Winners of the Triskaideka Schadenfreude Prize: If nothing of our own to celebrate, take pleasure in the misfortune of others, especially those who deserve it. At the top of course, Putin and Xi, although incompetence intrudes on bad luck. Xi, sir... Covid will be with us forever, or until a sci-fi anti-viral med, so you’re going to stay locked down forever? Channeling the Ming, 14th Century retreat from the world? Your Covid strategy has made your chubby hermit neighbor another winner this week.

Elon Musk. The market for Twitter stock has fallen out from under your privatize price, so much so that the $1 billion el-foldo fee is cheap. If you proceed and destroy Twitter, we’d name dozens of high schools after you.

The Grand Prize...

Crypto. All media have the catastrophe charts and stories, but the principles and law involved get lost in the entertainment and IT eyewash.

US Constitution, Article I, Section 8, Clause 5: “The Congress shall have Power... To coin Money, regulate the Value thereof.” Everybody else is a counterfeiter. Congress since the beginning has delegated currency issuance and enforcement to the Treasury, and modern management to the Fed. All done this way because phony currencies have been dangerous and destabilizing throughout history.

Humankind has several genetic disorders, and one of the more widespread is belief in salespersons offering can’t miss free lunch. Thus we have regulators. If you’re not a currency, then you’re an investment. The Securities Acts of 1933 and 1934 control fractional sales of investments. Foolish and criminal inventiveness has spawned more and more regulators of banking (Fed, FDIC, FSLIC, Comptroller...), but for all of that, the 2002-2008 subprime loophole... no regulator was charged specifically with regulating credit.

     The crypto regulatory loophole is similar, but this time widened by indolence. Even armed with Dodd-Frank’s broad authority, no regulator would do the right thing: smother crypto in its crib. Everyone hoped it would crash quickly into oblivion, but it became too big to shut down. Exposed now, now would be a good time to make cryptos obey all the rules against flim-flam.

A currency as a means of settlement must have par value all the time. If a merchant sends an invoice in dollars, no matter how damaged by inflation or deflation, a dollar is a dollar. Yesterday an otherwise fine reporter (Telis Demos, WSJ), addled by IT fondness got our currency and cryptos confused with other currencies. Dollars constantly change in relative value to euros, yuan, pesos, and yen, but a dollar must be a dollar. 100 cents, not 89 in the morning and 107 in the afternoon.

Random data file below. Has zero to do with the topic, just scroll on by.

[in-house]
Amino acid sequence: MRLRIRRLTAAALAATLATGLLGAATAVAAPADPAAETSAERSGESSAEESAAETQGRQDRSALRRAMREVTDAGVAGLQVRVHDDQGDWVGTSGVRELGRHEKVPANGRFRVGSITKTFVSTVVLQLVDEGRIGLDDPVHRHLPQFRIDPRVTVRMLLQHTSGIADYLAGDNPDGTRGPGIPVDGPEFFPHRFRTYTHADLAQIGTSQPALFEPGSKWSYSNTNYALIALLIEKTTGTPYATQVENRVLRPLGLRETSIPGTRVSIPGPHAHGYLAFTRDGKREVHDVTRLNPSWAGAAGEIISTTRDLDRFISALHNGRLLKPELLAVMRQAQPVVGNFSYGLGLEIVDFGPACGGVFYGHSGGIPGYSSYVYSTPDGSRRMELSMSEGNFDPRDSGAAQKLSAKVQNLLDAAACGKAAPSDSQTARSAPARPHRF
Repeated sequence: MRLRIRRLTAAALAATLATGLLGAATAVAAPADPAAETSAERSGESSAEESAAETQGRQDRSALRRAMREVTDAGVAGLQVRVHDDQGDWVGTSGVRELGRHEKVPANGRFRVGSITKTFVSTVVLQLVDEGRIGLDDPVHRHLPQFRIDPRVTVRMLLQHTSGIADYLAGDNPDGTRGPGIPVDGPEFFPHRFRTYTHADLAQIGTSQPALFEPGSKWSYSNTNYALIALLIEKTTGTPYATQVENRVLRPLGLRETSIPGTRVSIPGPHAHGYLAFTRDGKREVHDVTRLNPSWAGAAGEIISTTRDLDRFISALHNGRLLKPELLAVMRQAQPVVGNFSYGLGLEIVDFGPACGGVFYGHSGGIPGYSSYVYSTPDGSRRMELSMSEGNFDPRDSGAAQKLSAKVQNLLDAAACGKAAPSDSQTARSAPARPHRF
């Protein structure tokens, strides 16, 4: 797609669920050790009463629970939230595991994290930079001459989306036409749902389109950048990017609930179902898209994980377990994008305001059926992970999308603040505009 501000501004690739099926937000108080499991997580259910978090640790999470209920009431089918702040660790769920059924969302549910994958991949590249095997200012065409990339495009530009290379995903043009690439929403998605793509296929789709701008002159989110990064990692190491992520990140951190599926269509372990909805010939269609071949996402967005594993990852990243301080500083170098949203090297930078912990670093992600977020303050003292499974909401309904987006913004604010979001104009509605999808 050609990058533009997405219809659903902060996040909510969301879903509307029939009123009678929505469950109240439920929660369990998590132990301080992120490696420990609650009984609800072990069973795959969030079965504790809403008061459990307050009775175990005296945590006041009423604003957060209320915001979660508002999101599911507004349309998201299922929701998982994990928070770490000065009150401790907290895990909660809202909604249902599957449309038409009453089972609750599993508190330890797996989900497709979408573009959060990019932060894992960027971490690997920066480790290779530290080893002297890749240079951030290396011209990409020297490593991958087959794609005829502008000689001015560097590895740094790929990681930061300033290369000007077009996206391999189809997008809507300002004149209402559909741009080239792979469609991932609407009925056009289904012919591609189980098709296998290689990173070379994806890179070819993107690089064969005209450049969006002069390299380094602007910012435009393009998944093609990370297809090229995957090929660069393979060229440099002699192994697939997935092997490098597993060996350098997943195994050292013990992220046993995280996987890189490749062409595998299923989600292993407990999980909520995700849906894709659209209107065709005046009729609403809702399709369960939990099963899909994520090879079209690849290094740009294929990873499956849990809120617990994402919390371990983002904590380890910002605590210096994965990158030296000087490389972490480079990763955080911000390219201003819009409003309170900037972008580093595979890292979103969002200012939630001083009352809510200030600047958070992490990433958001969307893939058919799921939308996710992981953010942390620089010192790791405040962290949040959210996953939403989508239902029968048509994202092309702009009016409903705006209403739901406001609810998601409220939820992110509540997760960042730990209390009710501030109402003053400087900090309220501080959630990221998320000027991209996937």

Cryptos are classic organized financial crime, “classic” because its boosters and priests claim attributes -- value -- which are internally contradictory. In the last 150 years most currencies have retained par value because of central banks. Cryptos have no such support. Nor do they have any collateral value or income. 

They are unique, in their scandalous energy-hogging manufacture. Uniqueness can create value to a collector, and in that sense an investment (Warhol’s silly-painted Marilyn just sold for $195 million), but uniqueness is the enemy of liquidity. Fungibility at par requires all-same.

Blockchain may be useful for clearing someday, although anonymity is primarily a benefit for crooks and crackpots, and has nothing to do with the value of an individual token. A super-technology pal, nameless here for his own protection wrote to me today, “Keeping the dream alive are the rosy-eyed technologists who maintain that there is a pony there, if we can find it.” 


The 3.00% tops in 2013 and 2018 are slender reeds of support, given the track of the Fed today, but more solid the longer 10s can hold here:


Here is the link to the BLS inflation data , and monthly and annualized chart by components of inflation going back to last fall. Note extreme volatility caused by supply shocks, and the added jolt of Ukraine in March -- not at all the steadily accelerating ramp, 1965-1982:

Thanks for tuning in to our collaboration! Remember that our friends at Day 1 Mortgage are here for you for all of your mortgage needs.

Lou Barnes

Written by Lou Barnes